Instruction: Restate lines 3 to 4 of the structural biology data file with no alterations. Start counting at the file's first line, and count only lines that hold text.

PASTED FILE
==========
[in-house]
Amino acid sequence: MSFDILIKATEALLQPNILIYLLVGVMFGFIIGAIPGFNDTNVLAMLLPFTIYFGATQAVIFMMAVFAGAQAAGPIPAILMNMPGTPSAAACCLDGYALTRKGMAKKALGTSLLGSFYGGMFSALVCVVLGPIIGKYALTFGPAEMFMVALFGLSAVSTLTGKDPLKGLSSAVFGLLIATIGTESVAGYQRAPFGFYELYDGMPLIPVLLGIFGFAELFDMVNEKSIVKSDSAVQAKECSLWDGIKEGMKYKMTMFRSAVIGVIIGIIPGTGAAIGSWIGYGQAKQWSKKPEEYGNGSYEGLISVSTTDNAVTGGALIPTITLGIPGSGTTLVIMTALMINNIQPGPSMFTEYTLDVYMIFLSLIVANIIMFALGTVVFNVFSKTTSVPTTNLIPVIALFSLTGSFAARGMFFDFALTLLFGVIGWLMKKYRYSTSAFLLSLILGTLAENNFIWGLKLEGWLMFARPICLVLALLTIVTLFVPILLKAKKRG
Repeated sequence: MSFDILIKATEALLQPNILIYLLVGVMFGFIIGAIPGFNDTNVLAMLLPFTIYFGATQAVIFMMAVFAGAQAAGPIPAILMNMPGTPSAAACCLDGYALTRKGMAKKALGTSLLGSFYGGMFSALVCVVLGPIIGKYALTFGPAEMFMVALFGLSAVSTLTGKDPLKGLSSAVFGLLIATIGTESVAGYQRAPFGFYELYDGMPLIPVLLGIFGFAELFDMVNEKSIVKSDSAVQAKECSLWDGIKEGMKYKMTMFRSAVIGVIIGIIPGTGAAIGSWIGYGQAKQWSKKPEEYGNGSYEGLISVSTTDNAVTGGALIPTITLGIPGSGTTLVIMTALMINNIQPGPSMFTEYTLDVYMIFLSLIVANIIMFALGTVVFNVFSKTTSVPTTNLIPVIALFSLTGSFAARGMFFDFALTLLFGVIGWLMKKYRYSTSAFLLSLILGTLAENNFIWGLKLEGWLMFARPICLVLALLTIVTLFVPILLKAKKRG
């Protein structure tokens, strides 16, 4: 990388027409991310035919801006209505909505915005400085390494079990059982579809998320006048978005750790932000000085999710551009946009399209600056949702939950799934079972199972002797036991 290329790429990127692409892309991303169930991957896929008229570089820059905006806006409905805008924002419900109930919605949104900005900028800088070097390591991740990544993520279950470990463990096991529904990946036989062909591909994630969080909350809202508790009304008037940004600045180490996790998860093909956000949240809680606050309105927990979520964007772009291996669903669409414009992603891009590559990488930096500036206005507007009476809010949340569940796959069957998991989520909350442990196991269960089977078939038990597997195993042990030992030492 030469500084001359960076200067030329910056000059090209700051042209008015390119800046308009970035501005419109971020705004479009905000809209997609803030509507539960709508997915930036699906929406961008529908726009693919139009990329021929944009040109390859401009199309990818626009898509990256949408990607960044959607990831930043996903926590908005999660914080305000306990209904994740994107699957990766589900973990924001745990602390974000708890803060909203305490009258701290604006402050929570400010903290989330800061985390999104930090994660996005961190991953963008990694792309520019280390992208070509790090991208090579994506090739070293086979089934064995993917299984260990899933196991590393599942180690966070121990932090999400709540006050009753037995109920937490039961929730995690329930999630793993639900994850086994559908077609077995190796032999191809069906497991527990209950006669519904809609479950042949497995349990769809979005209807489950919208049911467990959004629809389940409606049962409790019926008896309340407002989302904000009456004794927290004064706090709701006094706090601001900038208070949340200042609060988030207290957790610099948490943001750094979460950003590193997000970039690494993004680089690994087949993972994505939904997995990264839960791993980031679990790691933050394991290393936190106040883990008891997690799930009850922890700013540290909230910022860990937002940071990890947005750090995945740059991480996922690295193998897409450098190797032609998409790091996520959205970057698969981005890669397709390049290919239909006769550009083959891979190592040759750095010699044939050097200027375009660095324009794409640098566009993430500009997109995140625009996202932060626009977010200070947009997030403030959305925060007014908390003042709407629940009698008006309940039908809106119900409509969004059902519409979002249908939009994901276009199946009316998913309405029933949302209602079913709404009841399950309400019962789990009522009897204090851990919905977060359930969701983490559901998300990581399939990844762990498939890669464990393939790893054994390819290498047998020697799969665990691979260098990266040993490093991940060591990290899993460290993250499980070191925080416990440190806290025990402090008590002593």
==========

Repeated sequence: MSFDILIKATEALLQPNILIYLLVGVMFGFIIGAIPGFNDTNVLAMLLPFTIYFGATQAVIFMMAVFAGAQAAGPIPAILMNMPGTPSAAACCLDGYALTRKGMAKKALGTSLLGSFYGGMFSALVCVVLGPIIGKYALTFGPAEMFMVALFGLSAVSTLTGKDPLKGLSSAVFGLLIATIGTESVAGYQRAPFGFYELYDGMPLIPVLLGIFGFAELFDMVNEKSIVKSDSAVQAKECSLWDGIKEGMKYKMTMFRSAVIGVIIGIIPGTGAAIGSWIGYGQAKQWSKKPEEYGNGSYEGLISVSTTDNAVTGGALIPTITLGIPGSGTTLVIMTALMINNIQPGPSMFTEYTLDVYMIFLSLIVANIIMFALGTVVFNVFSKTTSVPTTNLIPVIALFSLTGSFAARGMFFDFALTLLFGVIGWLMKKYRYSTSAFLLSLILGTLAENNFIWGLKLEGWLMFARPICLVLALLTIVTLFVPILLKAKKRG
């Protein structure tokens, strides 16, 4: 990388027409991310035919801006209505909505915005400085390494079990059982579809998320006048978005750790932000000085999710551009946009399209600056949702939950799934079972199972002797036991 290329790429990127692409892309991303169930991957896929008229570089820059905006806006409905805008924002419900109930919605949104900005900028800088070097390591991740990544993520279950470990463990096991529904990946036989062909591909994630969080909350809202508790009304008037940004600045180490996790998860093909956000949240809680606050309105927990979520964007772009291996669903669409414009992603891009590559990488930096500036206005507007009476809010949340569940796959069957998991989520909350442990196991269960089977078939038990597997195993042990030992030492 030469500084001359960076200067030329910056000059090209700051042209008015390119800046308009970035501005419109971020705004479009905000809209997609803030509507539960709508997915930036699906929406961008529908726009693919139009990329021929944009040109390859401009199309990818626009898509990256949408990607960044959607990831930043996903926590908005999660914080305000306990209904994740994107699957990766589900973990924001745990602390974000708890803060909203305490009258701290604006402050929570400010903290989330800061985390999104930090994660996005961190991953963008990694792309520019280390992208070509790090991208090579994506090739070293086979089934064995993917299984260990899933196991590393599942180690966070121990932090999400709540006050009753037995109920937490039961929730995690329930999630793993639900994850086994559908077609077995190796032999191809069906497991527990209950006669519904809609479950042949497995349990769809979005209807489950919208049911467990959004629809389940409606049962409790019926008896309340407002989302904000009456004794927290004064706090709701006094706090601001900038208070949340200042609060988030207290957790610099948490943001750094979460950003590193997000970039690494993004680089690994087949993972994505939904997995990264839960791993980031679990790691933050394991290393936190106040883990008891997690799930009850922890700013540290909230910022860990937002940071990890947005750090995945740059991480996922690295193998897409450098190797032609998409790091996520959205970057698969981005890669397709390049290919239909006769550009083959891979190592040759750095010699044939050097200027375009660095324009794409640098566009993430500009997109995140625009996202932060626009977010200070947009997030403030959305925060007014908390003042709407629940009698008006309940039908809106119900409509969004059902519409979002249908939009994901276009199946009316998913309405029933949302209602079913709404009841399950309400019962789990009522009897204090851990919905977060359930969701983490559901998300990581399939990844762990498939890669464990393939790893054994390819290498047998020697799969665990691979260098990266040993490093991940060591990290899993460290993250499980070191925080416990440190806290025990402090008590002593």